Spotting monocles on the Internet Online: You can shop till your modem drops for vintage clothes and accessories.

September 07, 1996|By Stephanie Shapiro | Stephanie Shapiro,SUN STAFF

The World Wide Web address for Plum Blossom Kimono, which sells vintage clothing, was incorrectly listed in Saturday's Today sections. The correct address is: http: //

In Los Angeles, Caroline Galbraith, owner of Vintage Buzz, posted an online request for monocles.

In England, Sarah McCartney, also a purveyor of vintage goods, responded electronically that she would search for monocles at the London flea market she planned to attend.

Since they met as subscribers to the vintage e-mail discussion list, Galbraith and McCartney, 6,000 miles apart, have become fast friends and business associates.


The vintage clothing and accessories market, already flourishing, getting a big boost from the Internet, a thoroughly modern medium, which allows enthusiasts around the world to share similar if obscure penchants for monocles, 19th-century bodices, Victorian day dresses and 17th-century lace. The mailing list is "a great place to find certain pieces you're looking for," Galbraith says.

"I've found this list really useful in terms of buying, selling and just helping out and being helped out in exchange," McCartney says. Through the list, she has sold vintage jewelry in California and rhinestones in Chicago. McCartney has bought Bakelite in New York and put her local vintage denim shop in touch with a Seattle dealer.

Without the Internet, "There is absolutely no way that I would be doing any of this," McCartney says -- via e-mail from England.

On the World Wide Web, sites specializing in vintage artifacts are proliferating. Vintage clothing discussion groups, such as the one Galbraith and McCartney subscribe to, as well as on-line bulletin boards, create a community for collectors, merchants, conservationists and historical re-enactors who would never meet otherwise. Within these electronic forums, subscribers talk shop, hold auctions, advertise merchandise and debate the merits of antique undergarments.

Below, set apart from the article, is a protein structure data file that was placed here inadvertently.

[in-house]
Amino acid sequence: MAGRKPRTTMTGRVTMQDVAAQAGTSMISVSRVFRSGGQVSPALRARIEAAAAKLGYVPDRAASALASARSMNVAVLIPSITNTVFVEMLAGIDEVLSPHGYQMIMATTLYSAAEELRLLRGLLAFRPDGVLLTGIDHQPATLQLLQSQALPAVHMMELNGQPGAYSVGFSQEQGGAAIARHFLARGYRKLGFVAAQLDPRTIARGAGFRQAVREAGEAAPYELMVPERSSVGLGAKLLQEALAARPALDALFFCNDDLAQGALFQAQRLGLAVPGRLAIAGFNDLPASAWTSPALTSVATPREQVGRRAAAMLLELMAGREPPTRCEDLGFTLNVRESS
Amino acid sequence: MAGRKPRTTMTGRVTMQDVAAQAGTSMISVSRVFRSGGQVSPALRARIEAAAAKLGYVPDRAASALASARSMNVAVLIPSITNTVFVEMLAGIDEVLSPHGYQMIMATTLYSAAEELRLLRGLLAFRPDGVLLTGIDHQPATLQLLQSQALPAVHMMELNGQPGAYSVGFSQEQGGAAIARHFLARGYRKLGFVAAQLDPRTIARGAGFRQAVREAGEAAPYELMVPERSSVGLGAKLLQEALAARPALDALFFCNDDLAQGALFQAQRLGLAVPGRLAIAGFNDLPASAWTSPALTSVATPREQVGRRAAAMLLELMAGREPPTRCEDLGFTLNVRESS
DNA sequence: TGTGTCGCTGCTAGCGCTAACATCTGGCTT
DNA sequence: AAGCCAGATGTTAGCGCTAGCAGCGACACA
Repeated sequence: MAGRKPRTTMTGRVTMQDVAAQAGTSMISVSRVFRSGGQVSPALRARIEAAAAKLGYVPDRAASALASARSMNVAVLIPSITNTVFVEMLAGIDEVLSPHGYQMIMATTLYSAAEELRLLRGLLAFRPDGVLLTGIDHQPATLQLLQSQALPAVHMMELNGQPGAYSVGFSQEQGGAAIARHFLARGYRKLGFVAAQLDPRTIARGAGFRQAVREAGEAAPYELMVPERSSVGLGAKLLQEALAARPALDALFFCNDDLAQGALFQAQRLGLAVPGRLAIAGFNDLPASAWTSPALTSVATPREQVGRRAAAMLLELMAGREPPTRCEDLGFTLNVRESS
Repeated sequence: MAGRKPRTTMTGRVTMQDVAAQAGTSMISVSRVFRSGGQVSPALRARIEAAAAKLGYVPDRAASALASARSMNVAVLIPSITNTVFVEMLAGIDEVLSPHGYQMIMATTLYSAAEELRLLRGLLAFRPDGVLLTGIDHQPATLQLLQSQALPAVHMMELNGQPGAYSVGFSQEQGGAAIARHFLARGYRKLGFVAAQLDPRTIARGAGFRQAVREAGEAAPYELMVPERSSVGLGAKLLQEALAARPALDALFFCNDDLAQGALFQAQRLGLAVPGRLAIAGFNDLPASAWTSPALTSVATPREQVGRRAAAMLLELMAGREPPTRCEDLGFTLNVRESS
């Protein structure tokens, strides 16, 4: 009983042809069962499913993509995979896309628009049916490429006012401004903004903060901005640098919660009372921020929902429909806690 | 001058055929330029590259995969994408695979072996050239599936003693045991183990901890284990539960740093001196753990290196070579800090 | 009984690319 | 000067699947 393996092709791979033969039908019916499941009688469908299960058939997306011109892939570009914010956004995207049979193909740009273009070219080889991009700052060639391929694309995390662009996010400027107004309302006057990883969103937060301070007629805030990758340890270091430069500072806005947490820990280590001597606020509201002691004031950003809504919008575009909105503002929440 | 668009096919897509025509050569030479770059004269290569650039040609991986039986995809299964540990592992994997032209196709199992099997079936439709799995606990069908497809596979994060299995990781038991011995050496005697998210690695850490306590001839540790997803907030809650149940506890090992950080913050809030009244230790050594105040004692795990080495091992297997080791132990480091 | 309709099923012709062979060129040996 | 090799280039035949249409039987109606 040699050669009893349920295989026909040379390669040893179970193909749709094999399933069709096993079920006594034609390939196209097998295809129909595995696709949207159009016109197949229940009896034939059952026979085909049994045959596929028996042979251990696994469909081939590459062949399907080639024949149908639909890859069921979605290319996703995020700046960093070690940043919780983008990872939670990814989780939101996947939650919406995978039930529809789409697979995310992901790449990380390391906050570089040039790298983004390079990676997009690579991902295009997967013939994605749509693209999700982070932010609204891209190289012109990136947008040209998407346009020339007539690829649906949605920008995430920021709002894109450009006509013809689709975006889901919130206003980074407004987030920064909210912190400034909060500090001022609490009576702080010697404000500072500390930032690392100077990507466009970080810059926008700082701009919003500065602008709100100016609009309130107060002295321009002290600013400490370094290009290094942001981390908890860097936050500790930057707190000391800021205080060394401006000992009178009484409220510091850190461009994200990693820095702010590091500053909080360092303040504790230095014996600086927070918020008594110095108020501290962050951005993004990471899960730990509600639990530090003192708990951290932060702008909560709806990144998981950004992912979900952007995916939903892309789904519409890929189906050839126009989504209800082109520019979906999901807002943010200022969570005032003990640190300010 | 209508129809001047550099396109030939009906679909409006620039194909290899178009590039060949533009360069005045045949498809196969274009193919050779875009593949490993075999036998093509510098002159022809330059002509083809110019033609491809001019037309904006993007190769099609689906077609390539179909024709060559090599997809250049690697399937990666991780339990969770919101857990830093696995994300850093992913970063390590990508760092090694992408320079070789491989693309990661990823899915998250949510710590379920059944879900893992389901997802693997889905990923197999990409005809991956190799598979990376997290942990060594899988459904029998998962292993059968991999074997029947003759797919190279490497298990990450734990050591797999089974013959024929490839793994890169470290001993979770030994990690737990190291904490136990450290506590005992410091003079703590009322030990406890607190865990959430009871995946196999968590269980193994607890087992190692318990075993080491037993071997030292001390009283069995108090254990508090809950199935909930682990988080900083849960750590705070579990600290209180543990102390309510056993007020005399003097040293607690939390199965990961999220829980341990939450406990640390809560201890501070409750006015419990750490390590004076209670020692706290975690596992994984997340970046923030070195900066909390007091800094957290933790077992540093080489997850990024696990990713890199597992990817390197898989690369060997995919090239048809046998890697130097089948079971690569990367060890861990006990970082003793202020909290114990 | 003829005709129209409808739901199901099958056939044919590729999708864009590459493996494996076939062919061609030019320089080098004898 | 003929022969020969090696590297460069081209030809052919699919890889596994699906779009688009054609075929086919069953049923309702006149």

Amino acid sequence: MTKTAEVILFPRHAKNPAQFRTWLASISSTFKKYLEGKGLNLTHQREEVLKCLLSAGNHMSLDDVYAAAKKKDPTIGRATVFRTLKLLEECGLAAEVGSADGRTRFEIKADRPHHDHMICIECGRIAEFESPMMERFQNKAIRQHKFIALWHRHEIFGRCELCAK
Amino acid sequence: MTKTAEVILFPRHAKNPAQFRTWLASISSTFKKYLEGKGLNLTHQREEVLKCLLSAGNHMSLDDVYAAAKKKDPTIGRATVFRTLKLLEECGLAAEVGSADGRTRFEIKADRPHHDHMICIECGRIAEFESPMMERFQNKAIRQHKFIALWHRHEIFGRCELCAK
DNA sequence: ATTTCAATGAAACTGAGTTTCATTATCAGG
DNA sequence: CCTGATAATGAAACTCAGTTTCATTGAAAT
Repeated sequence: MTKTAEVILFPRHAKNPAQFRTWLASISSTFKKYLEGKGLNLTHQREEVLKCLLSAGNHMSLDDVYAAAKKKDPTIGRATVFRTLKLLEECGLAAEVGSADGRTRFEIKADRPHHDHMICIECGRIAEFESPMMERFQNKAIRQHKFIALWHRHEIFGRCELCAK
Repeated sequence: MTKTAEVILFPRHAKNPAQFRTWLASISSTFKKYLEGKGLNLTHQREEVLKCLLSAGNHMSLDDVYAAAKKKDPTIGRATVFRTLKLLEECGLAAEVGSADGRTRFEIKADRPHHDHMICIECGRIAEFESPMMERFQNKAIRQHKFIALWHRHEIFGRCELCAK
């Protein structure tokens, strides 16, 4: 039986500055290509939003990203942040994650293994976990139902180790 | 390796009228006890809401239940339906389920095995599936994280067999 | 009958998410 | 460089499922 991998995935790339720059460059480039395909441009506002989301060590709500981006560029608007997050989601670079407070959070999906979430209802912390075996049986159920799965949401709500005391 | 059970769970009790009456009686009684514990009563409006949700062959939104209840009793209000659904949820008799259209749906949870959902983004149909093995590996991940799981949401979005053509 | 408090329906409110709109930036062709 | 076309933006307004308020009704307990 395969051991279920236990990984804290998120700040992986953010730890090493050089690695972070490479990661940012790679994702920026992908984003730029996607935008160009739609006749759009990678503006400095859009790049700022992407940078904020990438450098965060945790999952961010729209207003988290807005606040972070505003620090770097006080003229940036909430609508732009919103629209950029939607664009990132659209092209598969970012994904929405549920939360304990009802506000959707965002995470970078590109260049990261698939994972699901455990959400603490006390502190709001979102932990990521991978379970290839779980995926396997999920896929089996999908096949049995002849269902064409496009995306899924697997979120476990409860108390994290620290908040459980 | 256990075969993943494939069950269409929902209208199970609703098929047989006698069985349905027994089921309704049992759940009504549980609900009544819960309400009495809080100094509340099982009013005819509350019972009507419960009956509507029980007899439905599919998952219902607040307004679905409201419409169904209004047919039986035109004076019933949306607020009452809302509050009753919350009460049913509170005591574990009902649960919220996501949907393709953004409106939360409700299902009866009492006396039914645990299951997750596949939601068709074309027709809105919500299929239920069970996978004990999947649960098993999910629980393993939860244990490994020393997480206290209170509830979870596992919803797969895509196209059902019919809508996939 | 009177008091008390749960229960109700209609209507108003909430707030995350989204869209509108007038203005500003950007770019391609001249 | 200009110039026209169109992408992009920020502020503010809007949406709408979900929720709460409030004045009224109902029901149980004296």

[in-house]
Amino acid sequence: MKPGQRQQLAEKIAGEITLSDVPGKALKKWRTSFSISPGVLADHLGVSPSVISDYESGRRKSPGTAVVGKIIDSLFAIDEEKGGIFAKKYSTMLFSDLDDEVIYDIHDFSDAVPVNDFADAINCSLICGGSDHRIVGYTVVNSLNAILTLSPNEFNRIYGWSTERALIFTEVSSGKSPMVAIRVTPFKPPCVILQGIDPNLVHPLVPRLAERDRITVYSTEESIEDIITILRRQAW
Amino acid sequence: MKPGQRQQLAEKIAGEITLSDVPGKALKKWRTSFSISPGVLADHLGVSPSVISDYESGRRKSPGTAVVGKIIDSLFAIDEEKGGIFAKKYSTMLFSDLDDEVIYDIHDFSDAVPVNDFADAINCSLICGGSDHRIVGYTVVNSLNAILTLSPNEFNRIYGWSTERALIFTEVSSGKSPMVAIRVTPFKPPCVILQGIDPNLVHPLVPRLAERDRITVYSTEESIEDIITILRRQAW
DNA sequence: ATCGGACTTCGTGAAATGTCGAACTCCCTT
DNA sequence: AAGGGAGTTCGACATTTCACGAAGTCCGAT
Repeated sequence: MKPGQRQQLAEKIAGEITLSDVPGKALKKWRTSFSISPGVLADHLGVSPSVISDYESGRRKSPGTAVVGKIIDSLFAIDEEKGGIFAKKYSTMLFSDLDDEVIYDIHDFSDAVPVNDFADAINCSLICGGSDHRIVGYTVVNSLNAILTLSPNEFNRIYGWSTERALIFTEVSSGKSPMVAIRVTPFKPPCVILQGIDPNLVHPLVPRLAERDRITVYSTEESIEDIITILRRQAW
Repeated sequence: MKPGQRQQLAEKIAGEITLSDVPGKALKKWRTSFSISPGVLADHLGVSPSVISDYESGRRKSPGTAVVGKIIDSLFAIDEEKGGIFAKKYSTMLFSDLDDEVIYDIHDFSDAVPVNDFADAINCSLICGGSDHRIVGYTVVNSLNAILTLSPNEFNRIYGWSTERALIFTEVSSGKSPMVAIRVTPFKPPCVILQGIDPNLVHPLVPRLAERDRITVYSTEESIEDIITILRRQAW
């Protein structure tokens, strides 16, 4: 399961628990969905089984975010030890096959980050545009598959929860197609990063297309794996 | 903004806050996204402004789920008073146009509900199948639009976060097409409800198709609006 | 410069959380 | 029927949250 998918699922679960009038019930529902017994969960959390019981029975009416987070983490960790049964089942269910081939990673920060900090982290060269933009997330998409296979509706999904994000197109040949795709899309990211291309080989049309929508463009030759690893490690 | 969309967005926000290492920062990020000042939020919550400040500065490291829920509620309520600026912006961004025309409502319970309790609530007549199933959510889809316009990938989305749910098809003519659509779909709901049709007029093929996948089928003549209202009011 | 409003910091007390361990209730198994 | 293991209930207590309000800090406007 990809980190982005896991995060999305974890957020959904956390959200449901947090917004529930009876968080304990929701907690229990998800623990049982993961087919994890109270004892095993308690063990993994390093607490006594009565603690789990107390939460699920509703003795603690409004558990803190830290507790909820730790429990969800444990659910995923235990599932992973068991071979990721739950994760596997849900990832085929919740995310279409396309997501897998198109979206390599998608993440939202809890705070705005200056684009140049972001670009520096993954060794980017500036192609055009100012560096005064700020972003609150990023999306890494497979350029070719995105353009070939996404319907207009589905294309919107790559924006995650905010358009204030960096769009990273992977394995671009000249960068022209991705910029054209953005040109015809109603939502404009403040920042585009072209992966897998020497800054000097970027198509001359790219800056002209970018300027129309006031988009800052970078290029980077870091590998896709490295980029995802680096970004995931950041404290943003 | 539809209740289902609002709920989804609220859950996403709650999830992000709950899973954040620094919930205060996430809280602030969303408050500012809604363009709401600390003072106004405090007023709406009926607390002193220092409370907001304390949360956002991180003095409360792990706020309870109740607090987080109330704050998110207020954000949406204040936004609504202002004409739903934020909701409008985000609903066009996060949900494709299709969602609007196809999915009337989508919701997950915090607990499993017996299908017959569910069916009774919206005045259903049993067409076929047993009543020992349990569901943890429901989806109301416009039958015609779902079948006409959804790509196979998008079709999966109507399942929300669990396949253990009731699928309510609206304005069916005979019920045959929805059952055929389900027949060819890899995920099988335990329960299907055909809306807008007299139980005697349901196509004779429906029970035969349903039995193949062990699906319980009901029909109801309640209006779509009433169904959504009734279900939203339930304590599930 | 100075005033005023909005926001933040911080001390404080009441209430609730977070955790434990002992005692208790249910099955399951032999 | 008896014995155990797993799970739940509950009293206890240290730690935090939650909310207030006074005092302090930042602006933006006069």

"This forum gives almost instant gratification" to questions such as, 'How to remove stains with old-fashioned recipes, so as not to damage textile fibers and dyes,' " says Rene J. Erlandson, of Urbana, Ill.

In exchanges with other list subscribers, among them professional conservationists, Peggy Ward learned how to clean old buttons and repair torn, vintage clothing. The list is also a "fantastic resource for addresses of companies specializing in vintage and reproduction clothing," says Ward, who lives in Farmville, Va.

The list also sparks spirited debates on vintage matters such as whether women should still wear corsets. "But most of us are good-natured and friendly," says Judith Burke from her home outside of Nashville.

Vintage list subscribers scan posts with quick-reference slugs like "Parasols," "Denim" or "Bloomers for Sale." Hit the "READ" key, and the entire post appears on the screen. A Nebraska correspondent seeks a vintage parasol to complete an outfit on display in her home. Another desires "non-standard denim items." The antique bloomers, according to the post, are made of black cotton fabric, have a side button closure, are in good condition and sell for $25.

Requests for the names of quality vintage stores in Quebec City, Alabama, Atlanta and other locales are frequently posted, as are responses from those familiar with the vintage scene in far-flung outposts.

Revel in technology

List participants revel in the technological capability that allows them to share hard-earned vintage knowledge.

When Jan Rosenthal sought advice on re-creating a turn-of-the century woman's bicycling costume, she received messages from as far away as Australia. The Minneapolis resident was "amazed when people not only gave suggestions for sources, but offered to photocopy and mail magazine articles and even entire chapters of 100-year-old books."

Dealers of vintage merchandise advertise specific items or lots on mailing lists. They also hold auctions. After an online auctioneer sent photos of several vintage finds to Pam George, she used the Internet to send in her winning bid of $85 for a circa 1930s Eisenberg fur cape with a satin lining and Bakelite buttons. She promptly received the cape, which was in excellent condition, as advertised.

List subscribers use their forum to announce and critique new Web sites. Customers can scan inventory in vintage Web site "stores" and purchase items by credit card. One Web site, for example, hawks dress patterns from the 1930s and '40s. Another site allows collectors to scan in photographs of their own items they would like to sell.

Susie Lipscher, a Charles Village resident who previously mailed out photo catalogs of kimonos offered through her company, Plum Blossom Kimono, created her own Web site, where Internet surfers can view the vintage and antique kimonos she sells.

Baltimore Sun Articles
Please note the green-lined linked article text has been applied commercially without any involvement from our newsroom editors, reporters or any other editorial staff.